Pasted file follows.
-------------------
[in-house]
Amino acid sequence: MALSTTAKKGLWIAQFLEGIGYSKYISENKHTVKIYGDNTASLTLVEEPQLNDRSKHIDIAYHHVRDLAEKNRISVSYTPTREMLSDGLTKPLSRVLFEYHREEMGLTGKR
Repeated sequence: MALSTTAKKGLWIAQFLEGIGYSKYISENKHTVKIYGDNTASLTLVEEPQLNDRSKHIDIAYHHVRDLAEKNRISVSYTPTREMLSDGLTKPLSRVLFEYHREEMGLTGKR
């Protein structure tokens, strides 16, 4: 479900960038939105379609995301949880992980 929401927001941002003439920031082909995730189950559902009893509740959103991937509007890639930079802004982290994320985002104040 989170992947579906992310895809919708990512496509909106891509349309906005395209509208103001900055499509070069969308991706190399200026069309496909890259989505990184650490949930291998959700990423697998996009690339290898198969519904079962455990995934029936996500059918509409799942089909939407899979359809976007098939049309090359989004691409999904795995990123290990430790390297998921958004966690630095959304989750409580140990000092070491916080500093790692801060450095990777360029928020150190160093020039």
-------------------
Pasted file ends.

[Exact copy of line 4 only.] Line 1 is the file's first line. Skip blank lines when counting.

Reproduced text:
């Protein structure tokens, strides 16, 4: 479900960038939105379609995301949880992980 929401927001941002003439920031082909995730189950559902009893509740959103991937509007890639930079802004982290994320985002104040 989170992947579906992310895809919708990512496509909106891509349309906005395209509208103001900055499509070069969308991706190399200026069309496909890259989505990184650490949930291998959700990423697998996009690339290898198969519904079962455990995934029936996500059918509409799942089909939407899979359809976007098939049309090359989004691409999904795995990123290990430790390297998921958004966690630095959304989750409580140990000092070491916080500093790692801060450095990777360029928020150190160093020039």